THE WEALTHY AND THE POOR SEEK CHAPTER 7 BANKRUPTCY PROTECTION


The wealthy and the poor seek Federal Chapter Seven Bankruptcy protection. A prominent Football coach recently has and it is not going well for him.
Posted here by http://www.attorneybankert.com
Terry R. Bankert 235-1970.

USE OF DEFERRED COMPENSATION TO SIDESTEP THE BANKRUPTCY TRUSTEE NOT WORKING.

October 7. 2012 – A week before he filed for bankruptcy, Arkansas football coach John L. Smith arranged to have $600,000 of his $850,000 in pay deferred until after the season –a move that bankruptcy experts say raises legal questions because it could keep that money away from his creditors.[1]

QUESTION DOES THE COACH HAVE THE MEANS TO REPAY HIS DEBT.

a means test…was instituted under 11 USC 707(b)(2)(A). The means test determines the ability of a potential debtor to pay back his or her debts in a Chapter 13 case and permits the court to dismiss or convert a Chapter 7 case if granting relief would be abusive after application of the test. Form B22A, the “Chapter 7 Statement of Current Monthly Income and Means-Test Calculation” (http://www.uscourts.gov/uscourts/RulesAndPolicies/rules/BK%20Forms%201210/B_22A_1210.pdf), is required for every debtor who has primarily consumer debts and wants to file under Chapter 7.[4]

SINCE HIS DEBTS ARE BUSINESS AND NBOT CONSUMER HE AVOIDS THIS LIMITATION THAT CONSUMERS HAVE.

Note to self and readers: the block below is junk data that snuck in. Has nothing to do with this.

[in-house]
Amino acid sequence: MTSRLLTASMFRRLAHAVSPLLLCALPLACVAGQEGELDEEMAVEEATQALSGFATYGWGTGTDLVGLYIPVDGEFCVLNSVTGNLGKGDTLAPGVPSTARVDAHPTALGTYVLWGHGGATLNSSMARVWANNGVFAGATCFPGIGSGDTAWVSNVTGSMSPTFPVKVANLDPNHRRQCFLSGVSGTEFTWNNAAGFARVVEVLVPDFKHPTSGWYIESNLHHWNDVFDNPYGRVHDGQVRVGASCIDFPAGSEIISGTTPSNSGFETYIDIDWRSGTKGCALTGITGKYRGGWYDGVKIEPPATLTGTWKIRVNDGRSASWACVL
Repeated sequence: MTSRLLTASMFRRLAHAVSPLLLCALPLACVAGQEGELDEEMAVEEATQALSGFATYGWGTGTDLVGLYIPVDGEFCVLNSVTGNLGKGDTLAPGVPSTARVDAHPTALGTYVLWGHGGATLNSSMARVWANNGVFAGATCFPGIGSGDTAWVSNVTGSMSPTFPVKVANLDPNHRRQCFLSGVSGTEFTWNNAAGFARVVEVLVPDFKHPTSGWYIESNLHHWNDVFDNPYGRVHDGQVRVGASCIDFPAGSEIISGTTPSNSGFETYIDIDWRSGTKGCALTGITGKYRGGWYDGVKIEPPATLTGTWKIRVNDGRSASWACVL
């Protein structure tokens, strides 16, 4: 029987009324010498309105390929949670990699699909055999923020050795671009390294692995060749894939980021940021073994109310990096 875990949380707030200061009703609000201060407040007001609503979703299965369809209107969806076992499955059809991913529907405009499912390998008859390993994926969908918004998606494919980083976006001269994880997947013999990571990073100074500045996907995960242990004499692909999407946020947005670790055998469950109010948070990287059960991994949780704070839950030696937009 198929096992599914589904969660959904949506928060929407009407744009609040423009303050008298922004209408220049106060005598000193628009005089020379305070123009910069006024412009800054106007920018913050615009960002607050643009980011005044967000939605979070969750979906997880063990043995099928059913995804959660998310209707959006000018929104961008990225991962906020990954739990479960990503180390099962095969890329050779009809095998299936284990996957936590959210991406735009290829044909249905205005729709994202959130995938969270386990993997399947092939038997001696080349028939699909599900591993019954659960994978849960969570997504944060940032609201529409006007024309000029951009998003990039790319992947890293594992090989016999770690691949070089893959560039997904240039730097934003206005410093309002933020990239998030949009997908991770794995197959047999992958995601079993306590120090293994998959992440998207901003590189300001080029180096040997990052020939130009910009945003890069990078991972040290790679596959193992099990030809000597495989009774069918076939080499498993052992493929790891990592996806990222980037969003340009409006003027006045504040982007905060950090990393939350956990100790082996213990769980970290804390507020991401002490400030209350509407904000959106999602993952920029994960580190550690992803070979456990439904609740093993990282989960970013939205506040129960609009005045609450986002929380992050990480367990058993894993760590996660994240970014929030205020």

Pursuant to 11 USC 707(a)(3), a debtor whose debts are not primarily consumer debts avoids the means test. Form B22A asks at the beginning if the debtor’s debts are consumer debts and waives the completion of the form upon the declaration that the debts are not “primarily” consumer debts. 11 USC 101(8) defines consumer debt as debt incurred by an individual primarily for a personal, family, or household purpose. [4]

Public records obtained from the university by USA TODAY Sports show that Smith signed an agreement on Aug. 30 to collect a $300,000 payment on Dec. 31, 2012, and another $300,000 on Feb. 23, 2013. The money would come from the Razorback Foundation, a nonprofit fund-raising arm of the athletic department.[1]

The rest of his compensation — $250,000 – would come from the university in monthly payments.[1]

IN BANKRUPTCY THE COURT CONTROLS YOUR ASSETS

In general, the bankruptcy estate controls assets acquired by a debtor before the date of the bankruptcy filing, which in Smith’s case was Sept. 6. Debtors generally can keep what they earn after the filing date.[1]

TRYING TO BE SLICK

By deferring 71% of his Arkansas pay until several months after his bankruptcy filing, Smith could keep it away from his creditors. But the move raises questions that could be subject to a fight in bankruptcy court.[1]

“It was an obvious attempt to avoid having to turn the cash over to the Chapter 7 bankruptcy trustee and alter the amount of income he had to show,” said Scott Ehrlich, a professor and bankruptcy expert at the California Western School of Law.[1]

Consumer bankruptcies under Chapter 7 of the Bankruptcy Code give debtors a discharge from most unsecured debts, provide for an automatic stay against collection efforts on those debts, and permit debtors to have a fresh start after discharge. The Bankruptcy Abuse Prevention and Consumer Protection Act of 2005 (BAPCPA) made significant changes to Chapter 7 bankruptcy practice and procedure. Among other things, debtors must attend credit counseling and satisfy a means test to determine whether the bankruptcy filing is abusive and the debtor has sufficient income to pay a substantial portion of his or her unsecured debt.[4]

40 MILLION IN LIABILITIES